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with particular reference to the statement of Senator Borah in the Senate of the United States on February 10, 1910, when the proposed income-tax amendment was under consideration:
To construe the proposed amendment so as to enable us to tax the instrumentalities of the State would do violence to the rule laid down by the Supreme Court for a hundrd years, wrench the whole Constitution from its harmonious proportions, and destroy the object and purpose for which the whole instrument was framed.
The Senate report, upheld by the Senate in 1940, emphasized:
The constitutional doctrine which prevents the States and Federal Government from taxing each other's functions is one of necessity. The structure of the American Government is unparalleled in political history. Our democracy is a successful experiment in a balanced set of dual sovereignties. Our States were independent sovereigns. By the tenth amendment any doubt that they had surrendered their sovereignty was removed. If the Federal system is to continue, the position of each of the partners in this Federal framework demands the continued respect of the other.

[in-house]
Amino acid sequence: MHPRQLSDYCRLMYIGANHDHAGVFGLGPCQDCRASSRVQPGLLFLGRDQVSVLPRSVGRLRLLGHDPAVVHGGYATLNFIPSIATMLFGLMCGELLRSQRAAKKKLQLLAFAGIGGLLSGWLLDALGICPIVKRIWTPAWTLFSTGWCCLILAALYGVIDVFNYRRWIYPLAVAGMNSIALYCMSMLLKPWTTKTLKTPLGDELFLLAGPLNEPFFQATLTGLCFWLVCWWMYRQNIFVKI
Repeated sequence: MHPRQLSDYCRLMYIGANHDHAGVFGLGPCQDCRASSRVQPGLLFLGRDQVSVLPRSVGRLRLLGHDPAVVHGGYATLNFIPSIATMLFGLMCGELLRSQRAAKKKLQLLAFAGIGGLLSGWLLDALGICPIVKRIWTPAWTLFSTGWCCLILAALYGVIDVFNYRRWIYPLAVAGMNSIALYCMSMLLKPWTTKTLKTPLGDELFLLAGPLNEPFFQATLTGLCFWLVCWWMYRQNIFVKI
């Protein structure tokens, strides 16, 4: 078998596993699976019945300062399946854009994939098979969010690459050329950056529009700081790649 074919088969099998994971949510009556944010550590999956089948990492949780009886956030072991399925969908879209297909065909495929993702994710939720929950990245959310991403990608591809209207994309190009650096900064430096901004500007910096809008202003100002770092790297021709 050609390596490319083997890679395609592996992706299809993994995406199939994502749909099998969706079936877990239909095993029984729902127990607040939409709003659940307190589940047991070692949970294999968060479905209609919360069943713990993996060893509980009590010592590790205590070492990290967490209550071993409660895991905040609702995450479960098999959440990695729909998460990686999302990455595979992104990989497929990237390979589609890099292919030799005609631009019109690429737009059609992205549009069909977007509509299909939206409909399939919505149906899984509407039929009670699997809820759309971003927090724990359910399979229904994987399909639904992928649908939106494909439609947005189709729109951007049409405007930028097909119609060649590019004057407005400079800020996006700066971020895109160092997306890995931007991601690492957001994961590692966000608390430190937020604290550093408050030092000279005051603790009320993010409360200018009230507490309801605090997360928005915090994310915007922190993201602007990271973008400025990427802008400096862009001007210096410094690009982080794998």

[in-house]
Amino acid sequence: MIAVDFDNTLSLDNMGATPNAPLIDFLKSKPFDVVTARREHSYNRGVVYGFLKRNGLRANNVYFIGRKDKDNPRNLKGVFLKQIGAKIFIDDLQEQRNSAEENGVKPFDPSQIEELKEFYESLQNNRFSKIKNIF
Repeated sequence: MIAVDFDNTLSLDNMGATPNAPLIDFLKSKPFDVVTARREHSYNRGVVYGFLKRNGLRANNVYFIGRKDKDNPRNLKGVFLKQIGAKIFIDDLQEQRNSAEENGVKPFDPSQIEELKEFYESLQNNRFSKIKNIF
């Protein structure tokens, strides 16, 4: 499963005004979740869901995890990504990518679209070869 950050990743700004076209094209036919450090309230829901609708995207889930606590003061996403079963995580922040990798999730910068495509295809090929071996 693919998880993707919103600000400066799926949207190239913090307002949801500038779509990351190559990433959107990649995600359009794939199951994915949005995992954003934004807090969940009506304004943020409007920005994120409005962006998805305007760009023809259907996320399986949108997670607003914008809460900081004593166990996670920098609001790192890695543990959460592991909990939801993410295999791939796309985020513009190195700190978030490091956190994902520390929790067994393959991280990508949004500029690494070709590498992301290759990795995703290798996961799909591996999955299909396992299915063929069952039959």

Entirely aside from the legal issues just what would be the end result, from the standpoint of the cities, of Federal taxation of municipal bonds? There is complete agreement on the part of all students of the subject, including experts from the Treasury Department, that a Federal tax on municipal bonds will increase the interest rates which cities would have to pay on their borrowings. It is conservatively estimated that this added interest cost will be at least 60 points-and there are many who are of the opinion that the increase will amount to as much as 100 points and perhaps more in the case of many counties, small towns, villages, school districts, irrigation and drainage districts, and so forth. That is to say, that if a city now markets its securities on the basis of a 3-percent interest rate, it may ultimately anticipate that its financial cost will be increased by 20 percent.